Friday, December 21, 2007

The Ailing US Economy: Can Asians & Arabs Rescue It?

As the widening sub-prime crisis and the resulting credit crunch in the US become serious, there are many Asian and Arab sovereign funds coming forward to help major US and European financial institutions. Citigroup, UBS and Morgan Stanley clearly stand out as the recipients of their largess. Here's a brief run-down of these three deals:

Abu-Dhabi-Citigroup Deal
Abu Dhabi Investment Authority agreed to purchase 4.9% stake in Citigroup for $7.5b in convertible debt. It's a rather complicated deal but the interest rate on this investment by Abu Dhabi works out to about 11%, an unusually high interest rate that speaks to both the risk and the reward of this arrangement. Part of the concern by the Oil-rich country is based on the fact that Abu Dhabi's reserve are held in dollar-denominated assets and the US dollar is continuing to lose ground against other major currencies including the Euro. The other concern is the impact of a US economic slowdown leading to worldwide slowdown that causes reduced demand for oil and lower prices.

Singapore-UBS Deal
The Government of Singapore Investment Corporation(GIC) announced it is purchasing 9% stake in Swiss Bank UBS for about $10b. The identity of a second investor, believed to be Saudi, was not disclosed. The rapid Asian growth has helped balloon the size of the Singapore reserves and they are looking for opportunities to invest. The other factor is that the Singaporean wealth is mainly tied to international finance and trade which they would like to support.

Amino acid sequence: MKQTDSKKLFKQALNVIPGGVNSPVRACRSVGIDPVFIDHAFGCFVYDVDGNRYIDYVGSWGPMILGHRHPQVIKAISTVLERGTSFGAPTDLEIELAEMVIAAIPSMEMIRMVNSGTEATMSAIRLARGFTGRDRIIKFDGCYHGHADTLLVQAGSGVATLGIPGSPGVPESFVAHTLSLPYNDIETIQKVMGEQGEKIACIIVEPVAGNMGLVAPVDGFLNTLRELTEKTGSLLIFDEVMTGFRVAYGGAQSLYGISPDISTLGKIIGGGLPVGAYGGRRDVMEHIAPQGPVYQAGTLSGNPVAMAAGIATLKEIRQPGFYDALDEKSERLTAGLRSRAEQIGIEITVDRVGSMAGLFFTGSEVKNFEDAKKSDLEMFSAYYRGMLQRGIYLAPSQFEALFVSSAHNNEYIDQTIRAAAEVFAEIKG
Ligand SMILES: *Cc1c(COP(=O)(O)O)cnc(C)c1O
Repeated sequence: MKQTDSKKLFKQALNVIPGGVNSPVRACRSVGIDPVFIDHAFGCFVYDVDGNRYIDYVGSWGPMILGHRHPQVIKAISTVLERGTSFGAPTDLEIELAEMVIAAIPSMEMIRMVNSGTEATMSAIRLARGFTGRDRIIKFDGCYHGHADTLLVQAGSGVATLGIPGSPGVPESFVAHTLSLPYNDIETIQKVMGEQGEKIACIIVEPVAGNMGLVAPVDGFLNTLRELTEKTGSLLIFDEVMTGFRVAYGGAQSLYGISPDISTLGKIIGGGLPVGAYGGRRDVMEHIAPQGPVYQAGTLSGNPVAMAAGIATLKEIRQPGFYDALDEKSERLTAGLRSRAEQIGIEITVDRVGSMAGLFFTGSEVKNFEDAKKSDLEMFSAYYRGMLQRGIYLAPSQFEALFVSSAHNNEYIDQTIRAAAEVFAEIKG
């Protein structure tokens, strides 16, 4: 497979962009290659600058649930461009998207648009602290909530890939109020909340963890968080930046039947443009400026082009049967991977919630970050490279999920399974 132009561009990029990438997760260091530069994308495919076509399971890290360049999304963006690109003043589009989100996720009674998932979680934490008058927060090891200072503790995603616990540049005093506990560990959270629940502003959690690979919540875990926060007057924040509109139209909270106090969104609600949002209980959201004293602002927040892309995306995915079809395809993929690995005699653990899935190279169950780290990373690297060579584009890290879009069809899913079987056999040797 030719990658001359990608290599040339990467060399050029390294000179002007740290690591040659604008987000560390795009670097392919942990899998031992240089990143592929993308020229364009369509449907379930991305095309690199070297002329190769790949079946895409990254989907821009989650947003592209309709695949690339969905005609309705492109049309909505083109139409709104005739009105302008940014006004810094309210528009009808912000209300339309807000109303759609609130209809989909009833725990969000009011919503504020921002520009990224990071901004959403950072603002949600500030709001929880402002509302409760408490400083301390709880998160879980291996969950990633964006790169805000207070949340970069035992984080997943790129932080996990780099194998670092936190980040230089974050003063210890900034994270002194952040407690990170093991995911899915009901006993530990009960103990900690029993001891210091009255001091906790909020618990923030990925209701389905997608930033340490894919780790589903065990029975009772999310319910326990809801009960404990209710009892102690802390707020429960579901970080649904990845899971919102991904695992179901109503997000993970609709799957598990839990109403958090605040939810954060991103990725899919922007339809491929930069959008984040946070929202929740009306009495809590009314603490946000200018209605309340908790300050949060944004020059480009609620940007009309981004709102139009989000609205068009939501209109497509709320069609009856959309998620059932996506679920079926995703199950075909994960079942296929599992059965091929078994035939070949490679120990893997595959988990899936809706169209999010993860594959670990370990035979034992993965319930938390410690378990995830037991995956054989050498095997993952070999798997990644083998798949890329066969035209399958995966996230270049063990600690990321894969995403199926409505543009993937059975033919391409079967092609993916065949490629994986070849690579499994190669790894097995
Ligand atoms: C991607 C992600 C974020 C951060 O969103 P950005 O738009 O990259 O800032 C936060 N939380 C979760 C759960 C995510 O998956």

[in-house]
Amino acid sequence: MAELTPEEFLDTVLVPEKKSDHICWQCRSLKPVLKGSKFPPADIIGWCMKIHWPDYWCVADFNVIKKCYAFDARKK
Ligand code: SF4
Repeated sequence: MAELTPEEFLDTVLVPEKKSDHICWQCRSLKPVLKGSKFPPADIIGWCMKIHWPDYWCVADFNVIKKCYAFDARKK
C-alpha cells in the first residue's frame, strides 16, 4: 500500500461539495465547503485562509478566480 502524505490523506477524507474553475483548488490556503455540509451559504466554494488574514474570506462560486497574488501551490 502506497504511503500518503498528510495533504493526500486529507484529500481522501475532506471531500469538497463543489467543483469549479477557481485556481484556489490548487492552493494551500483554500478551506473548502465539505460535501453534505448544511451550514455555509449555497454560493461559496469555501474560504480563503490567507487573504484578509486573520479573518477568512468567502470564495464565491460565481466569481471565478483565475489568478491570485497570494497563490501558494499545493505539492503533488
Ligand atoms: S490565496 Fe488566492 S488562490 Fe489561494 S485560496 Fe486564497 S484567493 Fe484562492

China-Morgan Stanley Deal
Chinese government is buying a 9.9% stake for $5b in Morgan Stanley, one of the largest investment banks on Wall Street. China has been accumulating US dollars at an unprecedented rate with its rapidly expanding manufacturing exports to the United States and the rest of the world.

These three deals are likely to spur other, similar deals. As the rapid Asian economic growth and the commodities boom create tremendous wealth in Asia and the Middle East, these regions have a stake in maintaining this phenomenon by making larger investments in their own economies and supporting the consumers in the West.
The Asians and the Middle Easterners are likely to continue this investment/purchase strategy in the foreseeable future in spite of concerns about the growing deficits in the US and the falling value of the US currency. The only uncertainty here is how the US Congress reacts to it.

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